Consumer Affairs and SHOPP Coordinator, Department of Energy Resources
With Memorial Day fast approaching, so is the summer driving season. If you are like me and do the bulk of your car travel during the summer, you want to be aware of the predicted seasonal gas prices and ways to offset these costs. The US Energy Information Agency (EIA) just published its Short-Term Energy and Summer Fuels Outlook which predicts an average US price of $2.92/gallon from April 1-Sept 30, with periods when the price will top $3.00. EIA publishes a monthly update to the Short-Term outlook, with the next update due out May 11. EIA is also a great resource for comprehensive energy information including individual state profiles (MA is here).
Locally, DOER follows AAA for prices and its Fuel Gauge Report Website publishes both statewide and state regional averages from the Cape to Pittsfield. DOER publishes the past week’s average in Home and Auto Fuel Prices with a chart highlighting the prices compared to the previous year. The US EPA’s Fuel Economy site also posts Massachusetts links in its Where to Find the Lowest Prices. Fueleconomy.gov also provides information on buying fuel efficient vehicles, comparing your vehicle to others, and tax incentives for purchasing alternative fuel vehicles.
For tips on gasoline savings: the Governor’s office has a comprehensive tips page that includes references for biking, local vacations, and information for daily commuting. DOER also publishes the Driving More Efficiently Tip Sheet which highlights vehicle care and other ways to maximize gas efficiency. Being a prepared consumer can help you calculate the costs for summer driving before you head out on the road.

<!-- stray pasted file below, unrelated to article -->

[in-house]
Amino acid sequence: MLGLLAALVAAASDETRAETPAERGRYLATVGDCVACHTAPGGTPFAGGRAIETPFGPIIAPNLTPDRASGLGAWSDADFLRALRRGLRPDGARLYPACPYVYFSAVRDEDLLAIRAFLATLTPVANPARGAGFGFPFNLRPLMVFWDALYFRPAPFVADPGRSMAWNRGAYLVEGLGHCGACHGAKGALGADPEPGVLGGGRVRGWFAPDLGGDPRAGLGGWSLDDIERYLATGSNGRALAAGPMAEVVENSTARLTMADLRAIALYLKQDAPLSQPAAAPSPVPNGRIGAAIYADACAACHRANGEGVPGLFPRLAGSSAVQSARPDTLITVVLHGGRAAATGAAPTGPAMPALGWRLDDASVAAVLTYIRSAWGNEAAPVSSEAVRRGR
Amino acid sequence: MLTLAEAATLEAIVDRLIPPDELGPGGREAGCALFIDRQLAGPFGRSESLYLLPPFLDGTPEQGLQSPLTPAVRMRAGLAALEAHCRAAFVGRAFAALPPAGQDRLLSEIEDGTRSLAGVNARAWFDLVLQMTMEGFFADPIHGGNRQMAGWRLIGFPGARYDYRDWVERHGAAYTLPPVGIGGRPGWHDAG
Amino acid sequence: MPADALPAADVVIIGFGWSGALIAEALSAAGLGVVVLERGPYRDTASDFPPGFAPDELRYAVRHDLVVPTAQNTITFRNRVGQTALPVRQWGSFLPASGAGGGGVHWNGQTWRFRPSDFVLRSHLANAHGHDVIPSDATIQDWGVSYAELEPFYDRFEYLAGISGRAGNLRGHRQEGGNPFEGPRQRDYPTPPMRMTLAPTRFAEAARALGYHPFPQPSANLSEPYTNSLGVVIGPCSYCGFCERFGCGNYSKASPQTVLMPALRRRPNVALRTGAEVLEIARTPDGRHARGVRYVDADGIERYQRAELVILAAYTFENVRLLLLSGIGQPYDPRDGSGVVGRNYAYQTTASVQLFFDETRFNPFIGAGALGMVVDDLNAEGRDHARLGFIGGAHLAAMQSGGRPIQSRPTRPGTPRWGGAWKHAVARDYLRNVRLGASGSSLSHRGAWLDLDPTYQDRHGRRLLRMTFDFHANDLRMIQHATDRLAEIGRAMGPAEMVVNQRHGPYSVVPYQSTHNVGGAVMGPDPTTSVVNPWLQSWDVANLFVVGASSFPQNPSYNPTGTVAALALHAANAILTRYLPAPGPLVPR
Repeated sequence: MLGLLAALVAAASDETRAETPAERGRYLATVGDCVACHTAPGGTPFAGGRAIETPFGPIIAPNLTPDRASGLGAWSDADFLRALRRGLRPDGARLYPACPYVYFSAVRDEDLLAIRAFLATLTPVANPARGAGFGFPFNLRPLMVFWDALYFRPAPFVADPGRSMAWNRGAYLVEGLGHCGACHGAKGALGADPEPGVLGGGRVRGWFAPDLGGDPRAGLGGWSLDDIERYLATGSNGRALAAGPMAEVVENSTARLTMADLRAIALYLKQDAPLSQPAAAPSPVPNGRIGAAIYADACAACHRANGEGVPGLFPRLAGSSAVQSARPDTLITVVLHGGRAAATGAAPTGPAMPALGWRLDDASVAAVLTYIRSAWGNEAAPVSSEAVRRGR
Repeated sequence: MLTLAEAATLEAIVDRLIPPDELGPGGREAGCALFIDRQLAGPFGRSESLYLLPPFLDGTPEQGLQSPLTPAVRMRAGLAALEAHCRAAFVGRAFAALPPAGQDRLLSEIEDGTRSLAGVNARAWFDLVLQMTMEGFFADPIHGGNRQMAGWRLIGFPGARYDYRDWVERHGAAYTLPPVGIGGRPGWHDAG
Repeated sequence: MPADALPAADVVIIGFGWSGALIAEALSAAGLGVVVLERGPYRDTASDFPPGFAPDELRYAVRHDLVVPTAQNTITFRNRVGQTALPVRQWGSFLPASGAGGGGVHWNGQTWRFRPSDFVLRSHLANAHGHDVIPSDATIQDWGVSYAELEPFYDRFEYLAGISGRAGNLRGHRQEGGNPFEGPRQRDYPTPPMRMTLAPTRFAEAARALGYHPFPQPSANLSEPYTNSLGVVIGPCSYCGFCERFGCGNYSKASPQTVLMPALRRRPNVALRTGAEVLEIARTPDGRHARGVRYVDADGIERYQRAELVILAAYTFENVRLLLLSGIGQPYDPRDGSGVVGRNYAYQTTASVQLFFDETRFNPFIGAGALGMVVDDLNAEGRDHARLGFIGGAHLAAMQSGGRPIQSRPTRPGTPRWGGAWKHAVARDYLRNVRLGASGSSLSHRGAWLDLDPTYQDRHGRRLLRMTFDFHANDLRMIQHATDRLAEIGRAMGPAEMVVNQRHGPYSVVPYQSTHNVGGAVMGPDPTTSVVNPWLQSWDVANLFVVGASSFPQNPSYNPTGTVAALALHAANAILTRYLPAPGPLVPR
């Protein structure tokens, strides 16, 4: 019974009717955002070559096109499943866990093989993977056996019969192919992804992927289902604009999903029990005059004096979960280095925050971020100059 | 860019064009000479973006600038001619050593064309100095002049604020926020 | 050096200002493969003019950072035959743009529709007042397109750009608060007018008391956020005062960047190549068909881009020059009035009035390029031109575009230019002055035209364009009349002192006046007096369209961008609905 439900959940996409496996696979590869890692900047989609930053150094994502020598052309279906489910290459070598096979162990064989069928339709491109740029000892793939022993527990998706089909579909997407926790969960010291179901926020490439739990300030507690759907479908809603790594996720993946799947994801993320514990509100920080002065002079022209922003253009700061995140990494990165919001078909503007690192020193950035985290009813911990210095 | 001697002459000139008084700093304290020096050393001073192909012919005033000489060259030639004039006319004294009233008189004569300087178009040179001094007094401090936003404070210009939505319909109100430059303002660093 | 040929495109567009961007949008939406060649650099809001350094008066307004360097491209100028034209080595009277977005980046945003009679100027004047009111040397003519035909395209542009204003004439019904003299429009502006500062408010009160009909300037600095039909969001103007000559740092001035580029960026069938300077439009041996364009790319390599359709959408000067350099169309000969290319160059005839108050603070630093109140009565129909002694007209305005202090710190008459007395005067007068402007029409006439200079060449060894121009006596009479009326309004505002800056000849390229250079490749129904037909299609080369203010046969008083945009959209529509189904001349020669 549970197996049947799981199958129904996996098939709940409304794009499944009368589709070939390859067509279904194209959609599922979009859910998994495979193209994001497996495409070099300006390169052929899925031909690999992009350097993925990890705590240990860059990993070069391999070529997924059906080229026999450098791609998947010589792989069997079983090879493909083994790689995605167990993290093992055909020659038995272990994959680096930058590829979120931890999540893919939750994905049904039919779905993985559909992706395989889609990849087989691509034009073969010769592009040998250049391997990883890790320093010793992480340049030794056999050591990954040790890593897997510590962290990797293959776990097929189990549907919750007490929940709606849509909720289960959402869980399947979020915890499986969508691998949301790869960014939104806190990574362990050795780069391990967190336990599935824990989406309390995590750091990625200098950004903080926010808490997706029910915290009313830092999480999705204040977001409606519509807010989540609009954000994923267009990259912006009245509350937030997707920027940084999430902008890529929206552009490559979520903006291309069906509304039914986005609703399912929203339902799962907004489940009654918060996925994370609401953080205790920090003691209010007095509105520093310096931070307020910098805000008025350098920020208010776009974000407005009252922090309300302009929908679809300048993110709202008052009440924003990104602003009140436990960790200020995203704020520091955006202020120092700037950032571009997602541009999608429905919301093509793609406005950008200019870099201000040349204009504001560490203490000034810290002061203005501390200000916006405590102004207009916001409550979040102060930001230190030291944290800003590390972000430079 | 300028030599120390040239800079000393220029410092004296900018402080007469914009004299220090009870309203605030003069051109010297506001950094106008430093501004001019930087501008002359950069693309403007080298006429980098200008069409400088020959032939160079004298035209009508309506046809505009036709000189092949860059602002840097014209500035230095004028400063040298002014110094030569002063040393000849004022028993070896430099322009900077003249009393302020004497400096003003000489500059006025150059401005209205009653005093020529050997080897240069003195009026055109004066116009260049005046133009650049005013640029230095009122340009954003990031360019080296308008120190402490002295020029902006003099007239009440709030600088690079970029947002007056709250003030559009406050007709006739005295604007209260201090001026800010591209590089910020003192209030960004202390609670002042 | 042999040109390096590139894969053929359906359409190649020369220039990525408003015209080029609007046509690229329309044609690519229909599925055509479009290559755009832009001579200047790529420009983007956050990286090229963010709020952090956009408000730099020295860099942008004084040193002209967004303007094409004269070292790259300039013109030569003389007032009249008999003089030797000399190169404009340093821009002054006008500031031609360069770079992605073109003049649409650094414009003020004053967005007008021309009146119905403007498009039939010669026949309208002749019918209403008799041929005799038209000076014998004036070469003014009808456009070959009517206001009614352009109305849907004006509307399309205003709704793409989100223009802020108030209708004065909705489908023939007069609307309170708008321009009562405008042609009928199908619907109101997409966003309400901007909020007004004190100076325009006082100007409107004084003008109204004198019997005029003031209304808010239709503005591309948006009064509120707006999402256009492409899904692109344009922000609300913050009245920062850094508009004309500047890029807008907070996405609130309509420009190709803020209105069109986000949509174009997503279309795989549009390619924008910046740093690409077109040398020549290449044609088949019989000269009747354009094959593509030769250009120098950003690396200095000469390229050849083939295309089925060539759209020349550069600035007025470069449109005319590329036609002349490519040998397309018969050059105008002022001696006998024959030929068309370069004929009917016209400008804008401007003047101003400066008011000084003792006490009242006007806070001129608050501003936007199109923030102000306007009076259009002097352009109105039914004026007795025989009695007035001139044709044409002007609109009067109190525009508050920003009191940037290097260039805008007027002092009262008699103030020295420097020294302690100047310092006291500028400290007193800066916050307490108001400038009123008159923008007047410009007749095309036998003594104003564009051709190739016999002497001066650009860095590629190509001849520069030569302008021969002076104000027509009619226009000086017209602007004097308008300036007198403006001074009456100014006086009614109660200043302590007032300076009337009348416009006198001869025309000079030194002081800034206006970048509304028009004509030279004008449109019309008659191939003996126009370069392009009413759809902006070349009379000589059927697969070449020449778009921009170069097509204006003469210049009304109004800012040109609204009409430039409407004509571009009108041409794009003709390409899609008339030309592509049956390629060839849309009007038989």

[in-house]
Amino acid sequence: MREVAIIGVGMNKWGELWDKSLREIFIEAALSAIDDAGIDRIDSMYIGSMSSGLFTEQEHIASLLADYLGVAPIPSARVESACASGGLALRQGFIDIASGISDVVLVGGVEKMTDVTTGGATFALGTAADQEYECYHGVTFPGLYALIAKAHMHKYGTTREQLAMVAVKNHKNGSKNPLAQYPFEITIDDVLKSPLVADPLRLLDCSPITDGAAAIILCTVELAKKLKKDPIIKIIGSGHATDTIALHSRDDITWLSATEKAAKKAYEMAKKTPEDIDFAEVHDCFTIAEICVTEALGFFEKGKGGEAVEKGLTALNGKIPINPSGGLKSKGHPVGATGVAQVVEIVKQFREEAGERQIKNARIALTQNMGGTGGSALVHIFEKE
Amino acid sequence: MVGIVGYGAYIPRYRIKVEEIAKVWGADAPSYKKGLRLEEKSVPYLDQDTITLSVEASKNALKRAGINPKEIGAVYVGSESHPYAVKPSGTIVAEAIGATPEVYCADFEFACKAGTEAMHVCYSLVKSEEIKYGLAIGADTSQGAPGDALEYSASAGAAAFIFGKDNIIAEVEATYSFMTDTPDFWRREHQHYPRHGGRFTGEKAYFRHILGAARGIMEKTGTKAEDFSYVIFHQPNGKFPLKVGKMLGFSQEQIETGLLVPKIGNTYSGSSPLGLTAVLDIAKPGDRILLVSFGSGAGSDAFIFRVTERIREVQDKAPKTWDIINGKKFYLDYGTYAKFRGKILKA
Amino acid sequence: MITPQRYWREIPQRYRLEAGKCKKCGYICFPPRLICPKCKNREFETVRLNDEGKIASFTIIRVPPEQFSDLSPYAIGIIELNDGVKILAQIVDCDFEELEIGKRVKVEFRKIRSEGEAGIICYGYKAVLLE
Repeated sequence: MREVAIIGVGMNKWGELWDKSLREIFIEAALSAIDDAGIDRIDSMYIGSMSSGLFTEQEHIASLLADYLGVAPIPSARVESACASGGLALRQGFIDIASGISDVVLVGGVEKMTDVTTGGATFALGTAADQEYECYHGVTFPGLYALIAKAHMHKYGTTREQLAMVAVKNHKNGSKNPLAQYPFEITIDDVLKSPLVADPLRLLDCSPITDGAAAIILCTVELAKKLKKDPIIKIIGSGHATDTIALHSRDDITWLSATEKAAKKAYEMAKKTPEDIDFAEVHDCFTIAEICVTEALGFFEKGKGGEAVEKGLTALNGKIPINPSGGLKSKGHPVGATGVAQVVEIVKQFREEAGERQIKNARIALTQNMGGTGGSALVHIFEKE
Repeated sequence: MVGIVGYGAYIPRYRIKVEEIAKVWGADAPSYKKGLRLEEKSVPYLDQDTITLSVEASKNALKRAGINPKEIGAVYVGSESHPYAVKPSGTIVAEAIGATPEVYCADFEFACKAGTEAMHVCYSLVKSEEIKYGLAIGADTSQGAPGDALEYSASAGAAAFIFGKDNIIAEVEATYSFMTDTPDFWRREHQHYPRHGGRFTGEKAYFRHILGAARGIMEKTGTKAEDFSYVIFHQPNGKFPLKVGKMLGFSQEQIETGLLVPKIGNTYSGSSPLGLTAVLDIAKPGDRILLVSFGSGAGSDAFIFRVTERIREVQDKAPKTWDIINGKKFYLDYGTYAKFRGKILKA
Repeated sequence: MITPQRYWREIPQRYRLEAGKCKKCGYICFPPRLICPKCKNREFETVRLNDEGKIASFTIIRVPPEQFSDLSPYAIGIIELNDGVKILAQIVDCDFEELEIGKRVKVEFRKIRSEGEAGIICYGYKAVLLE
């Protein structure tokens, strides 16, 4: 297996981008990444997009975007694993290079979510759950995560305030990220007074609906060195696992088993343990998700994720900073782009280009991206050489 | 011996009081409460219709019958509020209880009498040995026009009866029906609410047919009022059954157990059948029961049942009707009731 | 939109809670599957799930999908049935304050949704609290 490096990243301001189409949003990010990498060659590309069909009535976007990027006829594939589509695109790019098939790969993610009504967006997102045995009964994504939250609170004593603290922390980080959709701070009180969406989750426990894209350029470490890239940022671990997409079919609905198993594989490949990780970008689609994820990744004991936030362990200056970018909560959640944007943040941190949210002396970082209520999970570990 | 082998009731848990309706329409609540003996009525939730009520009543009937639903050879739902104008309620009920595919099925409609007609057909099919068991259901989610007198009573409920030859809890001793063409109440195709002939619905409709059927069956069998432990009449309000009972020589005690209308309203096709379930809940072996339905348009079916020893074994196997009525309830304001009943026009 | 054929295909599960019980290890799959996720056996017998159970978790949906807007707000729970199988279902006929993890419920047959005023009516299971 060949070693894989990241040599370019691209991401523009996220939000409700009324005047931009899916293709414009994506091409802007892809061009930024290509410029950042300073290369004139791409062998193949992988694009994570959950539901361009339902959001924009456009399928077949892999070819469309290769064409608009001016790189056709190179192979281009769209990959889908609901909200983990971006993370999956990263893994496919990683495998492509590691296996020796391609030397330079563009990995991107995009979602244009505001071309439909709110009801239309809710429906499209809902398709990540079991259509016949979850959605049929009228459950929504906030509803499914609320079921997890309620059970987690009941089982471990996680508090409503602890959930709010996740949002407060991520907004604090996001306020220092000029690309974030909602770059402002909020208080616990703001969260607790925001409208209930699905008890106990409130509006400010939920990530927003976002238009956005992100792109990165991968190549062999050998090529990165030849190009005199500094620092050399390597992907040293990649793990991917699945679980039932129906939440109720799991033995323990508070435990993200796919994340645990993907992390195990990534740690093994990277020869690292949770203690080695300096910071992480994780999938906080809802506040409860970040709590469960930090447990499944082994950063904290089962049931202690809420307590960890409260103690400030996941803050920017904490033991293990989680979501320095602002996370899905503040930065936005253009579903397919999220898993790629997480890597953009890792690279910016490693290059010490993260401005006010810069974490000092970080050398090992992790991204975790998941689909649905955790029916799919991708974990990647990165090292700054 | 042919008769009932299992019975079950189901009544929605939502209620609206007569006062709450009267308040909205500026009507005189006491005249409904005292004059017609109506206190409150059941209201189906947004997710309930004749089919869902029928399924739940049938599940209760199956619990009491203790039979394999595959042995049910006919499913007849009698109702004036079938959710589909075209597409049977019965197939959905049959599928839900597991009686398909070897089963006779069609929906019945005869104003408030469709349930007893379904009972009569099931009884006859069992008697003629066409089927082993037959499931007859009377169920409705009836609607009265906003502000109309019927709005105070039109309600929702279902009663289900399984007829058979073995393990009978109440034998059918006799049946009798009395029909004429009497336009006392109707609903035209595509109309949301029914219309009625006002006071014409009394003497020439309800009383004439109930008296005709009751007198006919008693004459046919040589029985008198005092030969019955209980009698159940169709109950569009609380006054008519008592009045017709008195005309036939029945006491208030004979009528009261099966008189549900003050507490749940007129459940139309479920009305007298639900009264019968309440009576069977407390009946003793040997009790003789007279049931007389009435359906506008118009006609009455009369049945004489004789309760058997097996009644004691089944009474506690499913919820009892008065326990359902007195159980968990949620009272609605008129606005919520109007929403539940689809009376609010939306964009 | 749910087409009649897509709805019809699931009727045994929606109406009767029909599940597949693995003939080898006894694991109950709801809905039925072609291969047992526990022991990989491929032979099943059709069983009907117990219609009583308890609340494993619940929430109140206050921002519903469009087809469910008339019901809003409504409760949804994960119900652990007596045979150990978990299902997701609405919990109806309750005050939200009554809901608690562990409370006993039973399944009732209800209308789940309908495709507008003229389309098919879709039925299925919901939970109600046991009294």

Bust that Myth Video: Windows as Energy Investment? posted on Jan 15
While new windows can make your home look great and increase your comfort, DOER first “But that Myth” video debunks the common misperception that investing in windows is a smart energy efficiency action.
Easy to Use Web Tool Shows How Massachusetts Uses Energy, Makes Progress on Clean Energy Goals posted on Jan 5
Do you like data? Are you interested in finding out whether Massachusetts homes use more energy than Massachusetts businesses or how our energy prices compare to other states’? You don’t have to be a data nerd or a policy wonk to answer “yes.” The Department of Energy Resources has just launched an online dashboard to answer these and other questions about how Massachusetts uses energy.
Power Down and Save Up posted on Dec 23
Between Thanksgiving and the cusp of a new year, many of us feel the festive energy. Burning lots of energy seems to go along with celebrating – think of all those holiday lights and cookies we bake. But that extra energy use also gives everyone …Continue Reading Power Down and Save Up